A new study published in the journal Nature in March 2020 reports a unique transport protein found within the tubercle bacillus, Mycobacterium tuberculosis. This huge membrane-spanning vesicular protein is different from other transport proteins and is instrumental in carrying hydrophilic molecules, notably vitamin B12 or cobalamin, across the cell membrane.
The study was based upon the use of cryo-electron microscopy to acquire images of the transport protein. The tuberculosis bacterium is a complete organism in that it has all the necessary genetic machinery to produce cobalamin in its cell. However, it has to import the vitamin from outside for a successful cell division.
This is a reconstruction of the vitamin B12 transporter from Mycobacterium tuberculosis, based on cryoEM images. The transport molecule sits across the cell membrane of tuberculosis bacteria and helps to ferry molecules into the cell. Image Credit: Greg Stewart / SLAC National Accelerator Laboratory
To accomplish this process, it uses a vitamin B12 transporter protein, one of a large family of ATP-binding cassette (ABC) transport proteins. These proteins make use of the chemical energy stored within ATP molecules to carry the substrate molecules across the cell membrane. These transporters are also involved in the transport of peptides like bleomycin, which inhibits microbial growth. This is an oddity, according to researcher Dirk Slotboom, who says two very diverse molecules are seldom carried by the same transporter.
This motivated the current study to examine the structure of this unique protein. Says Slotboom, "'This was a long process, but we finally cracked it using cryo-electron microscopy." And the results were amazing: the protein contained what can only be described as massive, a large cavity filled with water extending over the entire width of the cell membrane, with a capacity of 7,700 cubic Angstrom – as much as seven cobalamin molecules, according to the researcher.
How it works
The working of the transporter appears to be simplicity itself: just empty itself out, with all that is in the water. Hence the sluice analogy. Slotboom goes on to explain: "You let the water in and everything that is in it." This is probably how it can transport both the vitamin and the antibiotic peptide, despite their very different structures.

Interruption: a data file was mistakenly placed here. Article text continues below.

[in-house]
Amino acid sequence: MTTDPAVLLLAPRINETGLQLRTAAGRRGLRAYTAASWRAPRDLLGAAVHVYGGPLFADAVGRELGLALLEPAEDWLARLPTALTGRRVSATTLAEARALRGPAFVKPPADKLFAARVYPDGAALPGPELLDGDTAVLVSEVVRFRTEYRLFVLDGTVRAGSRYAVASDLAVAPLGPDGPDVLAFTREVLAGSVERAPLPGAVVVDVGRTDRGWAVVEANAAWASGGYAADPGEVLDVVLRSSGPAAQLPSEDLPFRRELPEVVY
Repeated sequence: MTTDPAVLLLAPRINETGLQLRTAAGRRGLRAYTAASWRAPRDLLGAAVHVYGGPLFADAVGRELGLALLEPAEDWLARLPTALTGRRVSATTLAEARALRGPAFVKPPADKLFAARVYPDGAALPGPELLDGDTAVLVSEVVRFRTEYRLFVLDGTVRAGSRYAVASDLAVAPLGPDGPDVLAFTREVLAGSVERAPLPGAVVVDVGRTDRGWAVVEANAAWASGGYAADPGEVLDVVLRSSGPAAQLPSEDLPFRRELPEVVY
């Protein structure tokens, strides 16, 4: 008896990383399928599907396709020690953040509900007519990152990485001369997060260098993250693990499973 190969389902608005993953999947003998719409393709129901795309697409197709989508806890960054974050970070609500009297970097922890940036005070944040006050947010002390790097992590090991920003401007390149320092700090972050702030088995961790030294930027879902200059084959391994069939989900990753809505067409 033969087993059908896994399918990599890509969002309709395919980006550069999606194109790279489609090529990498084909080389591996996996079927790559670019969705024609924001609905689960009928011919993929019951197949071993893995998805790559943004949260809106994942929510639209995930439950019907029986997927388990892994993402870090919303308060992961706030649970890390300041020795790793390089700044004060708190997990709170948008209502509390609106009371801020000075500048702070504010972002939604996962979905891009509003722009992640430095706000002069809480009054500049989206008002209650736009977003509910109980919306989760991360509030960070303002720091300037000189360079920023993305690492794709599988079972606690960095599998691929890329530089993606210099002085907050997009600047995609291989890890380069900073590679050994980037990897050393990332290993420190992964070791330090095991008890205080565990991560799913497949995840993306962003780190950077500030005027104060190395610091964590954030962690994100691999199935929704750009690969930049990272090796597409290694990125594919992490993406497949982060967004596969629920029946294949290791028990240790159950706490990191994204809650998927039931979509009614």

The nonselective transport capability also has its drawbacks, the most obvious of which is that it is quite inefficient. However, this is not an issue in this situation, where the bacillus needs to take up only a limited number of cobalamine molecules to complete its reproductive cycle lasting about 24 hours.
A unique transport protein
The researchers are taken aback by the difference between this transporter and any other known conventional transport protein. They comment, "It changes the way that we look at the physiology of bacteria. There are strong indications that other bacterial species have a similar system, which means that they pick up random molecules from their environment."
On the other hand, the investigators are intrigued by the possibility that human cells might also have a very similar mechanism to transport substances like cobalamin. This vitamin first binds a gastric peptide called intrinsic factor. This peptide, from the specialized gastric parietal cells of the stomach lining, allows vitamin B12 to form a complex with it. This complex is then taken up by the epithelial cells.
The complex finally lands up in the lysosomes within the epithelial cells. Lysosomes are 'suicide bags' full of potent enzymes. Here, the intrinsic factor is broken down, and B12 released from the lysosome to enter the cells. Here it finally takes part in the metabolism of the cell. Slotboom says, "I strongly suspect that this involves a similar non-specific transporter."
The scientists also think they might be able to stimulate the activity of the cobalamin-bleomycin transport protein to help treat tuberculosis. They say, "'If we could stimulate the activity of this transporter, it might import antibiotics more efficiently, making it easier to kill these cells. We realize, though, that this may not be straightforward, as the bacterium uses effective strategies to keep antibiotics out."
To accomplish this, scientists are analyzing the working of the transporter next. The current hypothesis is that "Inside the cell, the sluice is emptied by binding and hydrolyzing ATP. But we do not know how it opens on the outside, to let new molecules in."
The dimeric transporter is composed of two halves. These seem to project to the outside of the cell membrane, and it is possible that they open in some way, like a gate, to allow fresh cargo to enter the cell. The scientists want to see if they can somehow stimulate this opening or loosening process so as to increase the entry of antibiotics.
Reference: S. Rempel, C. Gati, M. Nijland, C. Thangaratnarajah, A. Karyolaimos, J. W. de Gier, A. Guskov & D. J. Slotboom: A mycobacterial ABC transporter mediates the uptake of hydrophilic compounds. Nature, 26 March 2020, http://dx.doi.org/10.1038/s41586-020-2072-8